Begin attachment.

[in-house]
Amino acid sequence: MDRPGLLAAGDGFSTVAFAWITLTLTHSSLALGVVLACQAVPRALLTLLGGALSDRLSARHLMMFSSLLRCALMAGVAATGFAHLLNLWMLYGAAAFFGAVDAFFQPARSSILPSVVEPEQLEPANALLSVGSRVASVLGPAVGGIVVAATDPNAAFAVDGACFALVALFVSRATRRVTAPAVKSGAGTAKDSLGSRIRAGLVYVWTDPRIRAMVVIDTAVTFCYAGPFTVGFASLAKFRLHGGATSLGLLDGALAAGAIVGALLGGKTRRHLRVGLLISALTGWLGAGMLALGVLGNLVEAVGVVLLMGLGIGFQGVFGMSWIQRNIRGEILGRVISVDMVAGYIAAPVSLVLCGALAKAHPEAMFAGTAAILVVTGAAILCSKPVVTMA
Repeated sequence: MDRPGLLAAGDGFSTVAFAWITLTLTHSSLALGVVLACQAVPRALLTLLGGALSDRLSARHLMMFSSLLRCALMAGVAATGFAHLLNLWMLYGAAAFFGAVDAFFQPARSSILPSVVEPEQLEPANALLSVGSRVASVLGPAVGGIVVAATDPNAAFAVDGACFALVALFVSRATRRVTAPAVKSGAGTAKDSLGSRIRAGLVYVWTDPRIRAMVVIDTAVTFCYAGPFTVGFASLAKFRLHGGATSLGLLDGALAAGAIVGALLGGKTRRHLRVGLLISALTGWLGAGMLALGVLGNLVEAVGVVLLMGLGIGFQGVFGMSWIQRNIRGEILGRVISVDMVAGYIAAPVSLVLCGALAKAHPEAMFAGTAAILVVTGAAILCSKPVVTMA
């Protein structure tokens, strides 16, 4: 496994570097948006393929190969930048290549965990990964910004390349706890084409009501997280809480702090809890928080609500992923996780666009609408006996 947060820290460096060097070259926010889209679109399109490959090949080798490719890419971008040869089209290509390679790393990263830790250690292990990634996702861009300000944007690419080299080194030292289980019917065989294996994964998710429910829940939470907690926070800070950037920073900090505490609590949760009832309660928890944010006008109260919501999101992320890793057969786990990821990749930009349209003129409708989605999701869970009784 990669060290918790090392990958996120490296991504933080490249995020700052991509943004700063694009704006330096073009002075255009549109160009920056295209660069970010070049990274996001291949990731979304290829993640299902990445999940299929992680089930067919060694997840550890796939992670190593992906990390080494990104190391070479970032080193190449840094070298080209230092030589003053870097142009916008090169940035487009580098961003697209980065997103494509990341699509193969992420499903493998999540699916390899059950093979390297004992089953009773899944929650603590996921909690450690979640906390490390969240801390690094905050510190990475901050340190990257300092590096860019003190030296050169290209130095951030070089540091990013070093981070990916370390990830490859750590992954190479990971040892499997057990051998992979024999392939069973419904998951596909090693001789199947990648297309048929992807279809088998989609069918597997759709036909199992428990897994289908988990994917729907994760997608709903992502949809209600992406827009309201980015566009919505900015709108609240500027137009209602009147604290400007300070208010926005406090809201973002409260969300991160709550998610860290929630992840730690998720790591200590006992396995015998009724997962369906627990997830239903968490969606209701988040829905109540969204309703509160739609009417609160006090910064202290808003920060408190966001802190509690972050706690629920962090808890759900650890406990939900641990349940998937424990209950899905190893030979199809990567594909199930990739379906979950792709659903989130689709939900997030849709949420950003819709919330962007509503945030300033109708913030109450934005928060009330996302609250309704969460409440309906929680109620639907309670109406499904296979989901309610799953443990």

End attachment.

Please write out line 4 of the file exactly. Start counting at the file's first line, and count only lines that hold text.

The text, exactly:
């Protein structure tokens, strides 16, 4: 496994570097948006393929190969930048290549965990990964910004390349706890084409009501997280809480702090809890928080609500992923996780666009609408006996 947060820290460096060097070259926010889209679109399109490959090949080798490719890419971008040869089209290509390679790393990263830790250690292990990634996702861009300000944007690419080299080194030292289980019917065989294996994964998710429910829940939470907690926070800070950037920073900090505490609590949760009832309660928890944010006008109260919501999101992320890793057969786990990821990749930009349209003129409708989605999701869970009784 990669060290918790090392990958996120490296991504933080490249995020700052991509943004700063694009704006330096073009002075255009549109160009920056295209660069970010070049990274996001291949990731979304290829993640299902990445999940299929992680089930067919060694997840550890796939992670190593992906990390080494990104190391070479970032080193190449840094070298080209230092030589003053870097142009916008090169940035487009580098961003697209980065997103494509990341699509193969992420499903493998999540699916390899059950093979390297004992089953009773899944929650603590996921909690450690979640906390490390969240801390690094905050510190990475901050340190990257300092590096860019003190030296050169290209130095951030070089540091990013070093981070990916370390990830490859750590992954190479990971040892499997057990051998992979024999392939069973419904998951596909090693001789199947990648297309048929992807279809088998989609069918597997759709036909199992428990897994289908988990994917729907994760997608709903992502949809209600992406827009309201980015566009919505900015709108609240500027137009209602009147604290400007300070208010926005406090809201973002409260969300991160709550998610860290929630992840730690998720790591200590006992396995015998009724997962369906627990997830239903968490969606209701988040829905109540969204309703509160739609009417609160006090910064202290808003920060408190966001802190509690972050706690629920962090808890759900650890406990939900641990349940998937424990209950899905190893030979199809990567594909199930990739379906979950792709659903989130689709939900997030849709949420950003819709919330962007509503945030300033109708913030109450934005928060009330996302609250309704969460409440309906929680109620639907309670109406499904296979989901309610799953443990």